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InFlight
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PostWed Nov 10, 2021 10:24 pm 
The wide lens on the Pixel is 50 Megapixels, the telephoto lens is 48 Megapixels.  Only the ultra-wide “slums” at 12 MB (still plenty for a 8x10).

For something that is always handy, the newest cell phones are very capable cameras.
The cellphone camera rankings between the Pixel 6 pro and iPhone 13 pro are essentially the same (137 & 135)
https://www.dxomark.com/rankings/

They certainly eliminated any need for the travel point and shoots.  As a pure camera you could buy APS-C camera with a kit lens for the same cost.  But you can’t make phone calls or visit websites on a APS-C camera.

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Tom
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PostWed Nov 10, 2021 11:45 pm 
On the pixel 6 those 48+ megapixels get binned down to 12 megapixels, so same effective resolution as the ultra wide.  Of course, the quality of those 12 megapixels is going to be superior vs. the ultra-wide due to difference in sensor sizes.

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Joey
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PostThu Nov 11, 2021 8:56 am 
When the iPhone 11 came out and I started reading about “computational photography” I upgraded my phone to the 11 Pro and gave my DSLR to one of my brothers.

I also bought the Halide and Spectre apps both from a small company called LUX.
https://halide.cam/
https://spectre.cam/

For those that want the most control, Halide lets you manually set shutter speed,  ISO, focus, white balance, background blur and maybe some stuff I am not remembering at the moment.  You can tell it to save your pics in RAW, or JPG, or RAW and JPG both.

For example pics you can search for #ShotWithHalide on twitter.

The latest update to Halide is an amazing macro mode.
https://mashable.com/article/halide-app-macro-mode


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rossb
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PostFri Nov 12, 2021 3:07 pm 
I own a Sony rx100 camera, and I'm happy with it. It has a view finder, which I find really handy. Otherwise I have to get out my reading glasses, or stick the camera way out in front of my face and more or less guess that everything is lined up. It is especially handy to have a view finder when the sun is at your back. Sony makes a number of different versions of the camera, and some of the older ones lack that. The camera I have doesn't have much of a zoom. If you go the Sony route, I would recommend one with a view finder and a good zoom. I chose the Sony based on the bulk/weight and quality (most of the good cameras are bigger/heavier). You have full control with those cameras (shutter speed, ISO, etc.) although it sounds like the phones are catching up in that regard as well.

I would definitely consider a phone, if that works for you. For years I've trusted this site for their reviews (and still do). Over time they have reviewed fewer and fewer small cameras, as there are few that are better than a high end phone. This is their latest review of small zoom cameras, while this is a guide for buying a phone.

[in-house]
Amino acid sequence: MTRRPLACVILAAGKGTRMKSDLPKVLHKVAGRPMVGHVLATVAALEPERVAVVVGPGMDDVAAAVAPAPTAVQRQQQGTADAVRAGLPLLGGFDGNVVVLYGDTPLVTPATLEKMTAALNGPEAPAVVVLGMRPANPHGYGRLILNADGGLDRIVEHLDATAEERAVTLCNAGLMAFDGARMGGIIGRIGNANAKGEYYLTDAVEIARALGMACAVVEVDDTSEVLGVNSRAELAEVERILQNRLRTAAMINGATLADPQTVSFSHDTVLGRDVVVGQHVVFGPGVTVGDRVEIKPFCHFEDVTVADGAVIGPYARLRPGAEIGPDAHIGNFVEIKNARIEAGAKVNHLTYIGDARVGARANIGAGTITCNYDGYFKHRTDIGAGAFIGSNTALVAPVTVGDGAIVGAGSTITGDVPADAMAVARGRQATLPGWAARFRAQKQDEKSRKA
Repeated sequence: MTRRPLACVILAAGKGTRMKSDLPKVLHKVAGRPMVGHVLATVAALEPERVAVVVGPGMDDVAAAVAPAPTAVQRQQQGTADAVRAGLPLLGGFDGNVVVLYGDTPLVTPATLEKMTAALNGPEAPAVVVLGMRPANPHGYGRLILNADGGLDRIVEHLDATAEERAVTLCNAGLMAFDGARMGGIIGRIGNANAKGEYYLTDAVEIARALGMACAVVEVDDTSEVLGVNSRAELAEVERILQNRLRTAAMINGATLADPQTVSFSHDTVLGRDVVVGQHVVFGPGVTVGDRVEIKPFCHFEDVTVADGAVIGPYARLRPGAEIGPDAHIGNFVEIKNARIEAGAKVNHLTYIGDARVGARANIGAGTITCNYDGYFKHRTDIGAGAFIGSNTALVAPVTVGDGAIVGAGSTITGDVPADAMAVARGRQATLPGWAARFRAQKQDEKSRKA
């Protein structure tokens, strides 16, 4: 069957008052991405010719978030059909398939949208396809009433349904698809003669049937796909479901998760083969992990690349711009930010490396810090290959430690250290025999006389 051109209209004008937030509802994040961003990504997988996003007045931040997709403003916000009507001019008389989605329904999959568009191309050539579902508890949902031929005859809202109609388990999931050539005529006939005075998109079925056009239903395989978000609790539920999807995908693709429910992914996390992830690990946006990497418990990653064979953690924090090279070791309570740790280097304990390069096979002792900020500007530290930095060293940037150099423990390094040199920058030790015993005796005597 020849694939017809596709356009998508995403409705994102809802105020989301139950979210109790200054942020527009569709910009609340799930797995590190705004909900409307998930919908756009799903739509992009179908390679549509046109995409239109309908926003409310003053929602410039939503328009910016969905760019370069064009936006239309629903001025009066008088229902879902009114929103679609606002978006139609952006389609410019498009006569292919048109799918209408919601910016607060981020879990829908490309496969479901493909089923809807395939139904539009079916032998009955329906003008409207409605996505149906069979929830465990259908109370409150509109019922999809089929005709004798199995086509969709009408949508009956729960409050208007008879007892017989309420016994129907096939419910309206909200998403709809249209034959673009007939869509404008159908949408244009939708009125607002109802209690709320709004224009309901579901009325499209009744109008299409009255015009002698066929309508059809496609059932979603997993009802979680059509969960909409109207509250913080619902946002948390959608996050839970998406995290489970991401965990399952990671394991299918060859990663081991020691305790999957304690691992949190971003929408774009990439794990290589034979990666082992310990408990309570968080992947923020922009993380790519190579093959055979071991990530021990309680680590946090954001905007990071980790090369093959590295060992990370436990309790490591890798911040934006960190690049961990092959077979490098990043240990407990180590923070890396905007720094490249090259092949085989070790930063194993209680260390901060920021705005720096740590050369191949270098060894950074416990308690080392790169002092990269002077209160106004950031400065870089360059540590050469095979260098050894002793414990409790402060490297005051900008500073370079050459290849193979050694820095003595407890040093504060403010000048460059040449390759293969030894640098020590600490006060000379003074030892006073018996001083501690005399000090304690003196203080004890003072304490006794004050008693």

PS: If you want an older camera, I'm giving a couple of them away. I have a summer camera (now the Sony) and one I use in the winter (which is waterproof). I haven't gotten around to giving away the old cameras. These were high quality back in the day, but aren't as good as the ones I upgraded to. PM me if you are interested.

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InFlight
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PostSat Nov 13, 2021 2:04 pm 
Tom wrote:
On the pixel 6 those 48+ megapixels get binned down to 12 megapixels, so same effective resolution as the ultra wide.  Of course, the quality of those 12 megapixels is going to be superior vs. the ultra-wide due to difference in sensor sizes.

I find the Mega-Pixel count competitions between newer cameras to be getting silly.

Printed photos are 300 dpi

4x6 inch, 1200 x 1800 pixels, 2.2 MP
5x7 inch, 1500 x 2100 pixels, 3 MP
8x10 inch, 2400 x 3000 pixels, 7MP
12x18 inch, 3600 x 5400 pixels, 19 MP

With some cropping, a 24MB camera is capable of a very large photo; and 12MB can cover 8x10.

If your shooting weddings or large portraits at 18x24 (38MB) or 24x36 (77.8 MB) with a Hasselblad that’s a different ballgame.

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“I went to the woods because I wished to live deliberately...”  ― Henry David Thoreau
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Backpacker Joe
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PostSat Nov 13, 2021 7:16 pm 
i like the Sony a7R4 mirrorless slr.

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ejain
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PostSun Nov 14, 2021 1:17 pm 
Sky Hiker wrote:
Would like it to take decent pictures and have a decent zoom feature.

Define "decent"...